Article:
A majority of Americans polled view the Vietnam War as a mistake, rather than a "noble cause" as President Reagan has described it, and argue strongly that U.S. forces should have withdrawn from the conflict earlier than they did.
The Vietnam experience has colored Americans' perceptions of future conflicts and made the nation hesitant to involve troops or money in bolstering other countries, a new Los Angeles Times Poll shows.
Because of the shadows cast by America's loss in Vietnam, the 2,446 people polled in a nationwide telephone survey overwhelmingly opposed U.S. military intervention in Israel, El Salvador and Nicaragua--and fear that Nicaragua will "turn into another Vietnam."
However, this reluctance to use American force has limits: Nearly half said they favor "taking all steps necessary," including military intervention, to prevent the spread of communism. Less than a third oppose that concept. And there was wide support for U.S. intervention if Soviet troops invaded Western Europe.
The Times Poll on the Vietnam War and its aftermath also detailed surprising ambivalence about U.S. efforts in Southeast Asia. While decrying the war as a mistake, three out of five people felt that the United States could have won the war had military officials been able to conduct the fighting as they saw fit.
Overall, Americans' beliefs about Vietnam are remarkably uniform from group to group, with similar results from all ages on the course of the war and its repercussions.
Perhaps predictably, those with negative views on Vietnam remain strongly opposed to future U.S. intervention, while those who support the U.S. effort look at future military intervention more favorably.
Looking back, 61% of those polled said that United States made a mistake in sending troops to fight in Vietnam. The view of the war as a mistake was shared across-the- board by men and women of all ages. Those 65 and older were even more critical, with 75% of them labeling the war "a mistake."
Even those who thought the American military was capable of winning the war believe it was an error to involve U.S. troops.
Asked whether they agree with Reagan's repeated assertion that Vietnam was a "noble cause," slightly more than a third said yes. More than half--53%--disagreed. Men were more prone to support the President--39% agreed with him, while only 31% of the women polled saw the matter as Reagan does.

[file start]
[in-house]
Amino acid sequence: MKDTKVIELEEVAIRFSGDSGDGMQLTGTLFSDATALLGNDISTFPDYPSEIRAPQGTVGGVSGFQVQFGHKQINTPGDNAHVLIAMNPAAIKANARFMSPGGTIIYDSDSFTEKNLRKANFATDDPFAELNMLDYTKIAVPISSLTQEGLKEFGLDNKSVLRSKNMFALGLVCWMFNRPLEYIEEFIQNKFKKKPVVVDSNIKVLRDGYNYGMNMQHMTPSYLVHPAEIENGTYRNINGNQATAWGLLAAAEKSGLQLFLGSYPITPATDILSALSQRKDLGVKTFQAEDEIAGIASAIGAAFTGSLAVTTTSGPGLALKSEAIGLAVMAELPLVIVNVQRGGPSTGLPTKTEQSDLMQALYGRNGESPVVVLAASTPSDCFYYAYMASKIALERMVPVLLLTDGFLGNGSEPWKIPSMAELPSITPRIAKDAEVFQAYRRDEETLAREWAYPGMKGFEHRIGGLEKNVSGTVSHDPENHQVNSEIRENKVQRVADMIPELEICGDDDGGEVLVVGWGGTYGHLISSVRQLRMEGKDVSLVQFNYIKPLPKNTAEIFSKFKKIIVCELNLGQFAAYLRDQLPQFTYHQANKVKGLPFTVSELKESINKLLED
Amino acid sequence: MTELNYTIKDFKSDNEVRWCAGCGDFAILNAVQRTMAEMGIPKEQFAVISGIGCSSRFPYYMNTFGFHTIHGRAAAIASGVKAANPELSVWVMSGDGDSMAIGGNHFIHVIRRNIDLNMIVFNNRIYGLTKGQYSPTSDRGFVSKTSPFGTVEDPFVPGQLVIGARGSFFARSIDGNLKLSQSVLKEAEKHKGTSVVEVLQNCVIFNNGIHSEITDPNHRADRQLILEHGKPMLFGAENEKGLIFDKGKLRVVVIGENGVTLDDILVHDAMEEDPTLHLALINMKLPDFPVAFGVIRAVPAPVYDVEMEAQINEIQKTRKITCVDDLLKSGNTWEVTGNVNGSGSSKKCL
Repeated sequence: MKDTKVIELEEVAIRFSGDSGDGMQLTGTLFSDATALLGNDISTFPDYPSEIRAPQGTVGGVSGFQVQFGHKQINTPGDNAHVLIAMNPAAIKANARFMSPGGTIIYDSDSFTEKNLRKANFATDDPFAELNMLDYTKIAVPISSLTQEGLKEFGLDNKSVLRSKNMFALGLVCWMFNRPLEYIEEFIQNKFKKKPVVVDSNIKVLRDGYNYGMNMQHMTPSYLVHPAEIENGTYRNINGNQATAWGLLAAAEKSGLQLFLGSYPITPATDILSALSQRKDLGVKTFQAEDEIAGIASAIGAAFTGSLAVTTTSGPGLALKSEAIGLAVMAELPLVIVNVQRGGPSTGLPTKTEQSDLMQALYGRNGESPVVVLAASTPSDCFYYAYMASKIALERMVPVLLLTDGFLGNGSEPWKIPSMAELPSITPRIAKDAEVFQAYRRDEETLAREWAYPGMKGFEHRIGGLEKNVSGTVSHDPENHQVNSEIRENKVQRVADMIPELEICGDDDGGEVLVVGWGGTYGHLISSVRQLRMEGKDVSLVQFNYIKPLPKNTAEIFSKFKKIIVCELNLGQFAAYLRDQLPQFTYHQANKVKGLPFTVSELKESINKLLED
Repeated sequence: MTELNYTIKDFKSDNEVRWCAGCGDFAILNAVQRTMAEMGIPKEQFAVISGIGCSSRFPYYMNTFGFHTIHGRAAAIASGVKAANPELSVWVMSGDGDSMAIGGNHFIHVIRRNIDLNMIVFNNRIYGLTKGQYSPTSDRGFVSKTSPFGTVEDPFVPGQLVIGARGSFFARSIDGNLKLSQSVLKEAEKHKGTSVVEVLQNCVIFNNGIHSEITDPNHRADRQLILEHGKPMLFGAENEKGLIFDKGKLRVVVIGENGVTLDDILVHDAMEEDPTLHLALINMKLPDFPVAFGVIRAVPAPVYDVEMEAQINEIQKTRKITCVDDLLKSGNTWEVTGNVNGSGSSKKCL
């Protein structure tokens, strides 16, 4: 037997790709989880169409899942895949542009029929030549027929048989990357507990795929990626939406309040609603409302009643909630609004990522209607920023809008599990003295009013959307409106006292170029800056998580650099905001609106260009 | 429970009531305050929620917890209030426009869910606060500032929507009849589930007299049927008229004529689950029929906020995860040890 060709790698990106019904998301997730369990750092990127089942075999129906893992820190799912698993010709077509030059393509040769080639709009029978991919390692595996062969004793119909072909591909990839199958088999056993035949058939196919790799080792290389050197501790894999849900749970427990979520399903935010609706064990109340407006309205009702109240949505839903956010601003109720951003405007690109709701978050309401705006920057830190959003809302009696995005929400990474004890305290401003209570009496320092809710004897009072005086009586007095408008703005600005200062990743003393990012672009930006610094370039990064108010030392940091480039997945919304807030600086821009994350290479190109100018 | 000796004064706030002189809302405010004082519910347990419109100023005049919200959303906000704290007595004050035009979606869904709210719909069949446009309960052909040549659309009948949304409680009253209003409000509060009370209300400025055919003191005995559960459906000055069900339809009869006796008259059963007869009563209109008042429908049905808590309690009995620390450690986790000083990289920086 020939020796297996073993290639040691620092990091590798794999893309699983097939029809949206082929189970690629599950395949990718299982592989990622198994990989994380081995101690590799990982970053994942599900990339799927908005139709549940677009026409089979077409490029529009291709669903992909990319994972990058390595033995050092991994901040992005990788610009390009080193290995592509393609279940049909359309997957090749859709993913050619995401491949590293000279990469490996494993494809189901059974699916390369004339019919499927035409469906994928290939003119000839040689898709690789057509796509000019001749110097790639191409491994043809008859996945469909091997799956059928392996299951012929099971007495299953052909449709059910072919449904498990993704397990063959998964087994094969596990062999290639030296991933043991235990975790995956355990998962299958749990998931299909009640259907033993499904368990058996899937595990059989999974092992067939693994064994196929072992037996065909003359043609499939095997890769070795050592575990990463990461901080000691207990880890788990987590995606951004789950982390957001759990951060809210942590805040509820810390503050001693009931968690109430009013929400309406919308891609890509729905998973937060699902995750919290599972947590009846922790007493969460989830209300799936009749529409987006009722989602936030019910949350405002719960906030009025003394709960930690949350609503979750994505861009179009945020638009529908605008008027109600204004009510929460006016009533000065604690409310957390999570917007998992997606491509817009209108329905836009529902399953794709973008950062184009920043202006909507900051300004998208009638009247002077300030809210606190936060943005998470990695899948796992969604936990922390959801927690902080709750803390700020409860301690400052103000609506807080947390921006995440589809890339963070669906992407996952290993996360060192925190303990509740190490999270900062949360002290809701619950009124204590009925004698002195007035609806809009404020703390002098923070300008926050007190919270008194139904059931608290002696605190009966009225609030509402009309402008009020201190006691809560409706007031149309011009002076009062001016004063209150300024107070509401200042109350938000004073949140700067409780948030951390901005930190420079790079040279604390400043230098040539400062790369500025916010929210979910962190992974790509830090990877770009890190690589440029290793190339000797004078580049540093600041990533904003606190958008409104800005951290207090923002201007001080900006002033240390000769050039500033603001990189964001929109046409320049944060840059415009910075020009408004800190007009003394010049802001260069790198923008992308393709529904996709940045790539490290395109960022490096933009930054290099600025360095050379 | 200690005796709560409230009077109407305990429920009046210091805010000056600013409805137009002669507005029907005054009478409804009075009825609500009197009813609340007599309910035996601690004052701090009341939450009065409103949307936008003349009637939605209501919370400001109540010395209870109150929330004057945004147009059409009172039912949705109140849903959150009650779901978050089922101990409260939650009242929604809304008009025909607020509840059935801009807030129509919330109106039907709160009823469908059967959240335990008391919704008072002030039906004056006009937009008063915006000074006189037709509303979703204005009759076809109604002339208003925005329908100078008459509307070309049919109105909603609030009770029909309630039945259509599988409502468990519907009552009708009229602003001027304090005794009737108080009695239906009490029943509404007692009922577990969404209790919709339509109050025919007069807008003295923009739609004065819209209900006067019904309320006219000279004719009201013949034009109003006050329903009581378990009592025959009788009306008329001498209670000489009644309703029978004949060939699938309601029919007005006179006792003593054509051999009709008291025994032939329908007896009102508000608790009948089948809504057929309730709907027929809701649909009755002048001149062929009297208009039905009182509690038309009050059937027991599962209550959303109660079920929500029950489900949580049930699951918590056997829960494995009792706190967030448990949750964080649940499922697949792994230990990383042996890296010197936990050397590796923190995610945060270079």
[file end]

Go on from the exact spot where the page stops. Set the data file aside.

America's growing dissatisfaction with the war, as it was progressing, was mirrored in views about when U.S. soldiers should have left Vietnam. Three of five people thought that the United States should have pulled out earlier than January, 1973, when the last American fighting men left Saigon.
Only those who supported the war were ambivalent about the pullout. Of those who feel that Vietnam was a noble cause, not a mistake, about 45%--significantly less than the overall percentage--say the United States should have left earlier.
Despite wide opposition to the war effort, there appeared to be a consensus that it ultimately failed because the military's hands were tied. Fifty-six percent felt that the United States could have won "if the military had been allowed to pursue the war as forcefully as they wished." Sixty-three percent of the men agreed that the military could have won the war.
Young respondents were less likely to have faith in the military. Only 41% of those age 18-29 sided with the military, while 70% of those age 30-44 indicated that U.S. forces could have won the war.
A lasting impact of the Vietnam War is a reluctance to involve American troops in similar conflicts in the future, especially in Central America, the Times Poll showed.
Almost half of those polled opposed U.S. intervention in El Salvador, Nicaragua and Israel. Asked whether they would favor using American troops if the Salvadoran government was clearly losing its civil war against leftist revolutionaries, only 21% favored such a move and 48% opposed it. The percentage in favor rose significantly only twice: Among those age 30-44, 33% favored U.S. action, and among those who felt Vietnam was not a mistake, 41% supported U.S. defense of El Salvador.
Support for U.S. intervention in Israel in the event of an attack by Arab countries was also lacking. Only 28% supported such action, while almost half opposed military support of Israel. Opposition grew among those 40 and older.
Opposition to a use of U.S. troops in Nicaragua to help overthrow the Marxist-led government there was similar. Of those polled, half opposed military intervention in Nicaragua and only one in four favored such action. Almost two-thirds of those who consider Vietnam a mistake opposed military action in Nicaragua.